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South Texas Living

Benefit for Smith includes food, music

Benefit for Smith  includes food, music
East Central High School graduate and area resident Cori Bartleson Smith is battling breast cancer. A benefit is set for Aug. 3 in St. Hedwig.

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Pascalle Bippert
WCN Correspondent
July 31, 2013
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Cancer didn’t figure in Cori (Bartleson) Smith’s life.

A 1987 graduate of East Central High School, she’s lived her life in this area and has worked for Shear Image, an Alamo Heights hair salon, for 21 years.

At 43, Cori said she had never had a mammogram. It was never a convenient time, she said, among the reasons why she had not. Then one morning, Cori felt a lump in her breast. She took her two sons to school and immediately went to see her doctor.

She was diagnosed with invasive ductal carcinoma -- breast cancer.

Cori didn’t carry any of the risk factors often mentioned, and she always thought, “It will never happen to me.”

Her husband, Geoff, and her two sons -- Shepherd, 10, and Westin, 7, are some of her biggest supporters.

She recently finished her last chemotherapy treatment and credits her oncologist as being very progressive, preventive, and wonderful. Before starting her treatments, her doctor started her on supplements to keep her from being so sick.

She encourages all women to have mammograms done regularly.

“A mammogram doesn’t hurt nearly as bad as chemotherapy does,” Cori said.

As a hairstylist, Cori never thought she’d lose her hair.

“Losing my hair was a lot harder emotionally on me than I thought it would be,” she said.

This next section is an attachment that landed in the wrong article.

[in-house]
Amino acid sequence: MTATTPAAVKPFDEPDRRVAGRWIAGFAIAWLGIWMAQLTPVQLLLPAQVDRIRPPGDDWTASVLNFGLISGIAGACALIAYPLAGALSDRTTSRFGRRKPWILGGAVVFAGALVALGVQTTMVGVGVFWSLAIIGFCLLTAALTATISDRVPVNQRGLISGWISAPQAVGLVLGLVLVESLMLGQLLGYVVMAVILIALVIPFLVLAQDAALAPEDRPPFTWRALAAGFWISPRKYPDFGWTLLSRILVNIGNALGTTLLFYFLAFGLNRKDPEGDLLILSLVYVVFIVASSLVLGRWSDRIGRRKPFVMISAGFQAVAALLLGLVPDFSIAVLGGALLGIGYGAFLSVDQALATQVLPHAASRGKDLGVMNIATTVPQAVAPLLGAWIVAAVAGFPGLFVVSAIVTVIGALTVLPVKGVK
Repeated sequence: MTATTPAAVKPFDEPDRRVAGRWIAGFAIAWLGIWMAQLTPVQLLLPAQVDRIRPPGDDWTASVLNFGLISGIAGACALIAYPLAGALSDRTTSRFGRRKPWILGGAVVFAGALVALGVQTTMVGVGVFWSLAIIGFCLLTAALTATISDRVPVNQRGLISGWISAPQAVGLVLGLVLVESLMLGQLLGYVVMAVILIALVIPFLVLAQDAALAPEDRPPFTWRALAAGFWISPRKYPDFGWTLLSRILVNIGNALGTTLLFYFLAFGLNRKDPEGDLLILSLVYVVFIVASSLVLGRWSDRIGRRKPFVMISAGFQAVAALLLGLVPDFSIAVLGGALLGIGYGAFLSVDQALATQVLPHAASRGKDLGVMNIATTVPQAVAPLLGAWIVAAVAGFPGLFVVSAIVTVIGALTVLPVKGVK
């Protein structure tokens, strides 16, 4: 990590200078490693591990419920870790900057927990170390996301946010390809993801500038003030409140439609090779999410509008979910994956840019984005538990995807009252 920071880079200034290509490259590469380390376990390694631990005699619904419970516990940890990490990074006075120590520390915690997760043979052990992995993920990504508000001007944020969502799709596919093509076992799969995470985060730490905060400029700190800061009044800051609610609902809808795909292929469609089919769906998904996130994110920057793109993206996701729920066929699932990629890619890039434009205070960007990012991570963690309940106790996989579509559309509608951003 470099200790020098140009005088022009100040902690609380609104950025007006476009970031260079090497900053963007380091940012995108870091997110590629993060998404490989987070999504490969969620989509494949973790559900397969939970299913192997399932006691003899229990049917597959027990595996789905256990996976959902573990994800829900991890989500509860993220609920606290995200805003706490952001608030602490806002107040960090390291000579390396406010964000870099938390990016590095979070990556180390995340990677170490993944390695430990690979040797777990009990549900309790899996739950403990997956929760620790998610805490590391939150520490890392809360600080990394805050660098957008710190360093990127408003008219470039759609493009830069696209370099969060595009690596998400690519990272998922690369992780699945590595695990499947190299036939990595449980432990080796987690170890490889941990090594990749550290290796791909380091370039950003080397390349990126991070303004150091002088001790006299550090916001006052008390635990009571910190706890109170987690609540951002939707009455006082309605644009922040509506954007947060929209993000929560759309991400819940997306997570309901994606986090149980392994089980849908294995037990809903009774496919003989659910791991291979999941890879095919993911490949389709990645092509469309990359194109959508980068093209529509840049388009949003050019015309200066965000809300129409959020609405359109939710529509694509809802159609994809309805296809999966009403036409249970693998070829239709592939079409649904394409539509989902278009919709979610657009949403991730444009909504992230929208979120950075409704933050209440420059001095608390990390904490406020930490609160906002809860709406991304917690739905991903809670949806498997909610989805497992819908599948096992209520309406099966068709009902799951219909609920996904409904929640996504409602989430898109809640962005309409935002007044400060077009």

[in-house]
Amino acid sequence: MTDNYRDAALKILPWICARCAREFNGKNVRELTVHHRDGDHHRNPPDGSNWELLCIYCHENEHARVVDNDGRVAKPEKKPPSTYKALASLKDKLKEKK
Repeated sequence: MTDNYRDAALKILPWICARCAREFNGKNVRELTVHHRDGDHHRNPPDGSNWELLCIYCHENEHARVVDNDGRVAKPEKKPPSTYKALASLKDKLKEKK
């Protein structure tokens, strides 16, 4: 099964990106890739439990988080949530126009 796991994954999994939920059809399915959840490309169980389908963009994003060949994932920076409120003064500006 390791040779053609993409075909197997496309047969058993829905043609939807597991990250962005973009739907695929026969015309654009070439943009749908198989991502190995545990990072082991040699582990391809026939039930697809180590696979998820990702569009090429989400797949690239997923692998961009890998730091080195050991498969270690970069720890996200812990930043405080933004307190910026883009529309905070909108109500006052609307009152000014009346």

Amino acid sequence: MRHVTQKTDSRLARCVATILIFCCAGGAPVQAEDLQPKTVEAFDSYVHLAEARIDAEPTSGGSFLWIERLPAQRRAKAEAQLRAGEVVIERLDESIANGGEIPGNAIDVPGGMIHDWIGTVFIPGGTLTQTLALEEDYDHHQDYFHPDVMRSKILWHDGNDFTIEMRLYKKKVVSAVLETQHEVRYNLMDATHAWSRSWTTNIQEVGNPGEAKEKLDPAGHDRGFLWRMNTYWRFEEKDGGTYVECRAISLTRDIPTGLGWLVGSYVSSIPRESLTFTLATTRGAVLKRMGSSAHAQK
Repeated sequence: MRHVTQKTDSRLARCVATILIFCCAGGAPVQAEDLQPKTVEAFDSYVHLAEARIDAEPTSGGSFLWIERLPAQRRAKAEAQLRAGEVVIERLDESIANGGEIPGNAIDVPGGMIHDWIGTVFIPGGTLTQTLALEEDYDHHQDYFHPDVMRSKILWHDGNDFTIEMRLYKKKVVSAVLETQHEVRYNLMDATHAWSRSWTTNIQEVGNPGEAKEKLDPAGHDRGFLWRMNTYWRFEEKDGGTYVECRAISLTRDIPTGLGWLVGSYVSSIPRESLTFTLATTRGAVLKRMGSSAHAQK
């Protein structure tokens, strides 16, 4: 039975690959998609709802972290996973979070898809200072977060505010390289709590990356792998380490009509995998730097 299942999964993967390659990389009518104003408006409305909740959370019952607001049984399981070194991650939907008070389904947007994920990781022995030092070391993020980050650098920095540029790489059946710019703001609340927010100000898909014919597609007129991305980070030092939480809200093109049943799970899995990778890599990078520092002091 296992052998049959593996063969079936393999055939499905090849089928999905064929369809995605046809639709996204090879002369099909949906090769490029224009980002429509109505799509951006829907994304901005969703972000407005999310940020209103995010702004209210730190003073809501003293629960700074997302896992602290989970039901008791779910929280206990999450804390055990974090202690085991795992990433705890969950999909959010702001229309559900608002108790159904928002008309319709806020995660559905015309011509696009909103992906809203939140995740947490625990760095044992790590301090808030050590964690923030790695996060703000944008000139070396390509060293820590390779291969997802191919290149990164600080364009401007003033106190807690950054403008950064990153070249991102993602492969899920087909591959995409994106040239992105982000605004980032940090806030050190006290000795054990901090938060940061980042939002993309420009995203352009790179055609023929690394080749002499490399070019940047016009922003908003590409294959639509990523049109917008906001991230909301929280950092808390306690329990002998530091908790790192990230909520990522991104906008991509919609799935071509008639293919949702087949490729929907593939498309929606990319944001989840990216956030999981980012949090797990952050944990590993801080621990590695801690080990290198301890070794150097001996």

Looking for something to cover her head after losing her hair, she found Skin & Wigs Etc. on West Avenue in San Antonio. The shop owner, Patsy Carver, also a cancer survivor, had lost her hair, so she understood how important it was to be sensitive to the situation and was wonderful to work with, Cori said.

The next step in the “inconvenient part of my journey,” as Cori calls it, is surgery for a double mastectomy, set for Aug. 26.

“I’m going to do everything I can so I never have to hear those words again: You have cancer,” she said of her choice to undergo the radical surgery.

Cori underlines the importance God has in her life.

“I would not be here without Him, His guidance, reassurance, and strength,” she said. “I give Him all the glory.”

Her friends have been, “Amazing!” Cori said. “They’ve been a huge blessing and they take my breath away.”

A team of Cori’s friends and family are holding a benefit Saturday, Aug. 3, from 5 p.m. to midnight in the American Legion Hall in St. Hedwig. This will include barbecue plates, beverages, a bake sale, silent auction, kids’ area, face painting, washer tournament, live music, photo booth, and more.

“Come join in the fun!” Cori said. “I want to look at this as a celebration of life and love and being done with this part of my beautiful journey.”

Tickets are available at Baby B & Mommy boutique in China Grove, Solarczyk Automotive in St. Hedwig, and at Shear Image salon in Alamo Heights. All proceeds will help cover Cori’s medical costs and related expenses.

The $15 tickets include dinner and dancing. Tickets for children under 12 are $10. Follow Cori’s journey by visiting her caringbridge page at - corismith1. Those unable to attend her benefit are invited to pray for her speedy recovery and healing.

Invasive ductal carcinoma

According to, “invasive ductal carcinoma (IDC), sometimes called infiltrating ductal carcinoma, is the most common type of breast cancer. About 80 percent of all breast cancers are invasive ductal carcinomas.” This is a “... cancer that has broken through the wall of the milk duct and begun to invade the tissues of the breast. Over time, invasive ductal carcinoma can spread to the lymph nodes and possibly to other areas of the body.”

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